We paddled towards Ben Ure Island in the middle of the bay, practicing keeping two range marks at different distances lined up so we could tell whether we were on course or not, and make course corrections as necessary. This became more relevant as we turned into the main channel leading towards Deception Pass, where the ebb current was flowing out through Deception Pass at a sedate one or two knots. We ferried across the channel to the shallow water east of Strawberry Island, using the gentle current to get a feel for how the current would affect the boat and our navigation -- and how the current changed at different points in the channel, based on the complicated fluid dynamics of the channel and the water around me.

We stopped next to Strawberry Island where thick kelp floated on the surface of the water and harbor seals stuck their heads above the water to investigate us. It was hard to get a good count of the seals, since they submerged and emerged intermittently, but based on their positions it seemed like there were four or five seals around us as we drifted on the kelp. The seals only stuck their heads above the water; from their chins upwards they looked like streamlined wet dogs optimized for the water -- which, I suppose, they are.

From Strawberry Island we turned east and paddled to Yokeko Point, against the gentle tidal current, taking turns leading the group towards the point, trying to remain on course regardless of where the current was trying to push us.

Kayaks paddle towards Yokeko Point
Kayaks paddle towards Yokeko Point

East of Yokeko Point the water opened up; we were no longer protected from the wind by the bulk of Whidbey Island. The ten-knot south-easterly wind blew across Skagit Bay, kicking up two-foot waves. Half-way across the bay we stopped to try surfing the waves: waiting for a big wave, then paddling to try to let it catch up with me while I was going fast enough to catch it, then trying to let it carry me along with it. I wasn't very good at it but it was amusing.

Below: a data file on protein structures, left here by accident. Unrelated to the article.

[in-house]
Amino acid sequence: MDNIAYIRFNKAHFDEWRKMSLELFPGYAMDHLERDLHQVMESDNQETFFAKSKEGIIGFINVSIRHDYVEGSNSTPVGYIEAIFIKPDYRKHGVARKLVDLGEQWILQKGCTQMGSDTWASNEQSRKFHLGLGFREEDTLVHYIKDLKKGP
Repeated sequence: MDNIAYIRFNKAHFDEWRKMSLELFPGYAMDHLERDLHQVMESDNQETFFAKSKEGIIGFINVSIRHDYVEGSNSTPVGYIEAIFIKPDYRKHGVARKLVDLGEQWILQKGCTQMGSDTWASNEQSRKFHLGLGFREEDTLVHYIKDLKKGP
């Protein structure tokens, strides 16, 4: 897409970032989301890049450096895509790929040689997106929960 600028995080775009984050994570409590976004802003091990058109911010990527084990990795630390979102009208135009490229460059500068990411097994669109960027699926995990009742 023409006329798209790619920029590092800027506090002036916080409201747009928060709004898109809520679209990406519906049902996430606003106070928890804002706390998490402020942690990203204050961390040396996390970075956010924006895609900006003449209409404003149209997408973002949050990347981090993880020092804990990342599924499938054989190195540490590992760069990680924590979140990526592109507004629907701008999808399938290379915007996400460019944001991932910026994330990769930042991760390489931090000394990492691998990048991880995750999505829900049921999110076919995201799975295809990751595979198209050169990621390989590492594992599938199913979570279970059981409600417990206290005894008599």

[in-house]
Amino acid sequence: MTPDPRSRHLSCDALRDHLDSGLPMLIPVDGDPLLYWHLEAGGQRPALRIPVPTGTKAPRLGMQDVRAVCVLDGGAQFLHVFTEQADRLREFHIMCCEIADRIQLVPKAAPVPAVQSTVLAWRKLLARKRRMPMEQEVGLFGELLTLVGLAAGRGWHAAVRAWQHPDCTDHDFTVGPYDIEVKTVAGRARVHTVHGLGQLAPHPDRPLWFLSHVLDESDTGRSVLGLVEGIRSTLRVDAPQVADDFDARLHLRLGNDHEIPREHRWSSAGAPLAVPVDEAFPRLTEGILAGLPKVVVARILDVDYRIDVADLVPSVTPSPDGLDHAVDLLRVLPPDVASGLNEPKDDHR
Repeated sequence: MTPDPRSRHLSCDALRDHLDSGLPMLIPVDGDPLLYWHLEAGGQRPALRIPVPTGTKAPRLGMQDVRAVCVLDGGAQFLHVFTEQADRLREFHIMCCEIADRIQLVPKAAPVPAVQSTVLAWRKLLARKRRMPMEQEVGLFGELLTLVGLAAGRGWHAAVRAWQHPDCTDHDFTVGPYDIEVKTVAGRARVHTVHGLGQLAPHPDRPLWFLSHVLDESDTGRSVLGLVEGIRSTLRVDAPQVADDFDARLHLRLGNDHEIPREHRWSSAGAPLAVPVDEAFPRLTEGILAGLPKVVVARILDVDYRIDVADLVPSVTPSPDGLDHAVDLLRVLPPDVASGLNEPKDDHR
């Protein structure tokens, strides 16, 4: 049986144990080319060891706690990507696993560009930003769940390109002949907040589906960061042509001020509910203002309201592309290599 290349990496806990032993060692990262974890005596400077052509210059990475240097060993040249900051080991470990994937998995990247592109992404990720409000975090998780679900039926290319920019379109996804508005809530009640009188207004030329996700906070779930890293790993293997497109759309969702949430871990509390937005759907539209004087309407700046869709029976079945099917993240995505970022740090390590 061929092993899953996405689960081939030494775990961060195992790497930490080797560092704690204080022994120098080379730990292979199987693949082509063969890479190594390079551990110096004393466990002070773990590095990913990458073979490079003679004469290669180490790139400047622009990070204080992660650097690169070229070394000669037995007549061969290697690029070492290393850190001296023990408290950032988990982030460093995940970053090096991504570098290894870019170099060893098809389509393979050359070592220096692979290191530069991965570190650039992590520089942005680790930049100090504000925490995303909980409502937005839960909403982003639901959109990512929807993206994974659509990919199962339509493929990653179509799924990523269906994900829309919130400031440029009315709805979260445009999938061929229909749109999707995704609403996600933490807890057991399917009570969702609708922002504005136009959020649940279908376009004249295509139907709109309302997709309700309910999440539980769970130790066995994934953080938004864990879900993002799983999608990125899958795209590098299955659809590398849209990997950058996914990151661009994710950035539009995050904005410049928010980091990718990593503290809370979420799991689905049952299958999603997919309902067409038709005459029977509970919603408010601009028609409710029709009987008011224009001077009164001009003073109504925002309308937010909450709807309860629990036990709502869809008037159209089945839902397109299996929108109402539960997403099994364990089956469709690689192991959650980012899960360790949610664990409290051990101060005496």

Kayaks approach Skagit Island
Kayaks approach Skagit Island

We continued paddling across the bay, perpendicular to the breeze. We reached Skagit Island and landed on the small beach on the north-east side of the island, across a narrow channel from Kiket Island, itself connected to Fidalgo Island by a bridge on the far side.

Channel between Skagit Island and Kiket Island
Channel between Skagit Island and Kiket Island

When we landed on Skagit Island the tide was near its lowest ebb. We checked the high-tide mark on the beach, and checked in the tide tables how tonight's high tide compared to this morning's tide, and carried our boats up above the high tide line. We went ashore at Skagit Island Marine State Park, featuring a small campground complete with a pit toilet, a couple of picnic tables, and a handful of campsites. We fanned out onto the island and pitched our tents. (I discovered that I had left my tent stakes in my car, the result of my apparently-haphazard repacking into the dry bags provided by the class; I borrowed enough tent stakes from another member of the group to properly secure my tent for the night.)

Tent at campground on Skagit Island
Tent at campground on Skagit Island

Our instructor told us how to find edible seaweed in the intertidal zone and discussed weather forecasting and how to use a marine radio. He told us about nautical charts and a bunch of other stuff I should remember (and I can double-check next time I think I might need it because it's all in the handout I kept). The wind kept us on shore for the afternoon, but protected in the trees on the island the camp site was calm. We cooked a shared potluck supper -- I brought vegan chili (cooked on a camping trip to the San Juan Islands in the summer, then frozen until needed), and other people brought pasta and salad and dessert and other food to share. We had more than enough food; I didn't need the emergency backup freeze-dried backpacking meal I brought just in case.

After supper (and hot chocolate, and struggling with the built-in starters on the JetBoil stoves other people brought before giving up and using the disposable lighter I brought) the sun set and the wind picked up and the ominous low clouds finally began, tentatively, to rain. I retreated to my tent for the night as the rain picked up, and kept raining all night; but I stayed warm and dry in the tent.